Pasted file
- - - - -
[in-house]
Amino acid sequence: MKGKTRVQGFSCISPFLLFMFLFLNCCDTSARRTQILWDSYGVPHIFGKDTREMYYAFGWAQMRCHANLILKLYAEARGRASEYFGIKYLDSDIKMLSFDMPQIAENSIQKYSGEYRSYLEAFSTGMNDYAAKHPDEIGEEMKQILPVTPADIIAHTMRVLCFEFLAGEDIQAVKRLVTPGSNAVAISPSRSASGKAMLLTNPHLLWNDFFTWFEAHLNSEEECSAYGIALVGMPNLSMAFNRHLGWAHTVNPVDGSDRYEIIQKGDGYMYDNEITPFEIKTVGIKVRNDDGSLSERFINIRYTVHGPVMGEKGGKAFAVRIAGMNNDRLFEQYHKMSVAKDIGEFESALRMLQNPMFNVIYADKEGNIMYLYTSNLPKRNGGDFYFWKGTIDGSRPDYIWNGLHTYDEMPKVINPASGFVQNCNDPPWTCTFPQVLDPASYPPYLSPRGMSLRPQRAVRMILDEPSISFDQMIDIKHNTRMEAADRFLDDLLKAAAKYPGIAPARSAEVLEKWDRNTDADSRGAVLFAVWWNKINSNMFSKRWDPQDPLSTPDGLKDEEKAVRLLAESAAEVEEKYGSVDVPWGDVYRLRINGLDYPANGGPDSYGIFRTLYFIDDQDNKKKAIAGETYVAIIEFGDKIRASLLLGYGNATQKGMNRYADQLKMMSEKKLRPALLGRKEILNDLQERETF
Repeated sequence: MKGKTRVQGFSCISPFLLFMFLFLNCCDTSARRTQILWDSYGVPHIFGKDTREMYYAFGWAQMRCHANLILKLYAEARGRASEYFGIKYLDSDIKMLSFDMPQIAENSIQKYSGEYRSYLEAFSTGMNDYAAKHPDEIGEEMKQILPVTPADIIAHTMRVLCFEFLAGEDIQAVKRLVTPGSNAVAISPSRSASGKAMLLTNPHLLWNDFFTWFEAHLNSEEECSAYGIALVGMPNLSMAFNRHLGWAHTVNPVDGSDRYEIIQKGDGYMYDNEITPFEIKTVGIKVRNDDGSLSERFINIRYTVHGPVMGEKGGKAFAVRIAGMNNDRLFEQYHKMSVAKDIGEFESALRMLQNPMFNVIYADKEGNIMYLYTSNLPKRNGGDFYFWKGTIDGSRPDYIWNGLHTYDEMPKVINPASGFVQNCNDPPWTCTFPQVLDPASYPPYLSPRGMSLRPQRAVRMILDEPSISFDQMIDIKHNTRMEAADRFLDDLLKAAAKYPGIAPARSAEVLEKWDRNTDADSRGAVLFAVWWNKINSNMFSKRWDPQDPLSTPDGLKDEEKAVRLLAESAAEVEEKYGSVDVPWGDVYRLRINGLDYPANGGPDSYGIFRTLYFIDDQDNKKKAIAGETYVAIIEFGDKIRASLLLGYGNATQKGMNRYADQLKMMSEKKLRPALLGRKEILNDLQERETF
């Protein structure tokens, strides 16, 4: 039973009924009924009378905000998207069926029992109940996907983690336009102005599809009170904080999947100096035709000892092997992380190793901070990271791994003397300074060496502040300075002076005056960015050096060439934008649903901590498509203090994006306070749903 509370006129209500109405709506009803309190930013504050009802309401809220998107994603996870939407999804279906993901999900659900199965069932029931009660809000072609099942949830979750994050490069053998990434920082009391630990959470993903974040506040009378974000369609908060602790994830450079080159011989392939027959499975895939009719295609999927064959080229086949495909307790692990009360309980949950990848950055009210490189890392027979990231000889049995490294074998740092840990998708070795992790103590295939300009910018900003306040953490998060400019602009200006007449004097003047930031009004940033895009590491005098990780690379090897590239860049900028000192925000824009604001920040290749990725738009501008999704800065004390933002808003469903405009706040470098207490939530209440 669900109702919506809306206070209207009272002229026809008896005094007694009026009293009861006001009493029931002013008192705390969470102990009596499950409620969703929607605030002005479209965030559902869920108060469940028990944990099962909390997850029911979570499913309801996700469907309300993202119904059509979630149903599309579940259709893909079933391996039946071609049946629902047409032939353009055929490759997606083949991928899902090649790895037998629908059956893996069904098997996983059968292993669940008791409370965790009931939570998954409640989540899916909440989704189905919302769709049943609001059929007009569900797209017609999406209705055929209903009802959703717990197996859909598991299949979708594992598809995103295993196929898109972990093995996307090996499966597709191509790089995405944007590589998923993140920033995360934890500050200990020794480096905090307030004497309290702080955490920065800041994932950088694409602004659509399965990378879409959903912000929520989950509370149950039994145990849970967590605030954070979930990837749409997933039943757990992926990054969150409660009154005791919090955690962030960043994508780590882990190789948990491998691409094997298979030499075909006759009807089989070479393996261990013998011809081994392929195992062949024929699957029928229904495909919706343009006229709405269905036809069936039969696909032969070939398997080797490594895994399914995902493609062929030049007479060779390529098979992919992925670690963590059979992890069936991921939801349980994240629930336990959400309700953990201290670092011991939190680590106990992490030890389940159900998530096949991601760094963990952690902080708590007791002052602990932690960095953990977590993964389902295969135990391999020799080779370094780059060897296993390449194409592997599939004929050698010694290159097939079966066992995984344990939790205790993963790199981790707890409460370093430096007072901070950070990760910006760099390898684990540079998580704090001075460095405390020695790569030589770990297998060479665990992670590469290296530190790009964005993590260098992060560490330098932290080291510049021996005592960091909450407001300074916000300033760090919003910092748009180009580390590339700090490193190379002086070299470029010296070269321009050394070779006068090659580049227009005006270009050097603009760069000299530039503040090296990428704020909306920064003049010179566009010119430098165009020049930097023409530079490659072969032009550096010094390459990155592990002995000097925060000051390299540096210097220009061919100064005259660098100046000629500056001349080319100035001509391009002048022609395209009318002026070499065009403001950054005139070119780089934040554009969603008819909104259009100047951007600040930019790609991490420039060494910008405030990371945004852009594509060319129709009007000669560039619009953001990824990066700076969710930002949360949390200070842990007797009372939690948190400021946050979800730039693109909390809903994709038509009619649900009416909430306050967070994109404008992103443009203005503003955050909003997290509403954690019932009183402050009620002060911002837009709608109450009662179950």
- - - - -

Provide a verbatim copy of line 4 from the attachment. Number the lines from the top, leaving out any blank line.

């Protein structure tokens, strides 16, 4: 039973009924009924009378905000998207069926029992109940996907983690336009102005599809009170904080999947100096035709000892092997992380190793901070990271791994003397300074060496502040300075002076005056960015050096060439934008649903901590498509203090994006306070749903 509370006129209500109405709506009803309190930013504050009802309401809220998107994603996870939407999804279906993901999900659900199965069932029931009660809000072609099942949830979750994050490069053998990434920082009391630990959470993903974040506040009378974000369609908060602790994830450079080159011989392939027959499975895939009719295609999927064959080229086949495909307790692990009360309980949950990848950055009210490189890392027979990231000889049995490294074998740092840990998708070795992790103590295939300009910018900003306040953490998060400019602009200006007449004097003047930031009004940033895009590491005098990780690379090897590239860049900028000192925000824009604001920040290749990725738009501008999704800065004390933002808003469903405009706040470098207490939530209440 669900109702919506809306206070209207009272002229026809008896005094007694009026009293009861006001009493029931002013008192705390969470102990009596499950409620969703929607605030002005479209965030559902869920108060469940028990944990099962909390997850029911979570499913309801996700469907309300993202119904059509979630149903599309579940259709893909079933391996039946071609049946629902047409032939353009055929490759997606083949991928899902090649790895037998629908059956893996069904098997996983059968292993669940008791409370965790009931939570998954409640989540899916909440989704189905919302769709049943609001059929007009569900797209017609999406209705055929209903009802959703717990197996859909598991299949979708594992598809995103295993196929898109972990093995996307090996499966597709191509790089995405944007590589998923993140920033995360934890500050200990020794480096905090307030004497309290702080955490920065800041994932950088694409602004659509399965990378879409959903912000929520989950509370149950039994145990849970967590605030954070979930990837749409997933039943757990992926990054969150409660009154005791919090955690962030960043994508780590882990190789948990491998691409094997298979030499075909006759009807089989070479393996261990013998011809081994392929195992062949024929699957029928229904495909919706343009006229709405269905036809069936039969696909032969070939398997080797490594895994399914995902493609062929030049007479060779390529098979992919992925670690963590059979992890069936991921939801349980994240629930336990959400309700953990201290670092011991939190680590106990992490030890389940159900998530096949991601760094963990952690902080708590007791002052602990932690960095953990977590993964389902295969135990391999020799080779370094780059060897296993390449194409592997599939004929050698010694290159097939079966066992995984344990939790205790993963790199981790707890409460370093430096007072901070950070990760910006760099390898684990540079998580704090001075460095405390020695790569030589770990297998060479665990992670590469290296530190790009964005993590260098992060560490330098932290080291510049021996005592960091909450407001300074916000300033760090919003910092748009180009580390590339700090490193190379002086070299470029010296070269321009050394070779006068090659580049227009005006270009050097603009760069000299530039503040090296990428704020909306920064003049010179566009010119430098165009020049930097023409530079490659072969032009550096010094390459990155592990002995000097925060000051390299540096210097220009061919100064005259660098100046000629500056001349080319100035001509391009002048022609395209009318002026070499065009403001950054005139070119780089934040554009969603008819909104259009100047951007600040930019790609991490420039060494910008405030990371945004852009594509060319129709009007000669560039619009953001990824990066700076969710930002949360949390200070842990007797009372939690948190400021946050979800730039693109909390809903994709038509009619649900009416909430306050967070994109404008992103443009203005503003955050909003997290509403954690019932009183402050009620002060911002837009709608109450009662179950």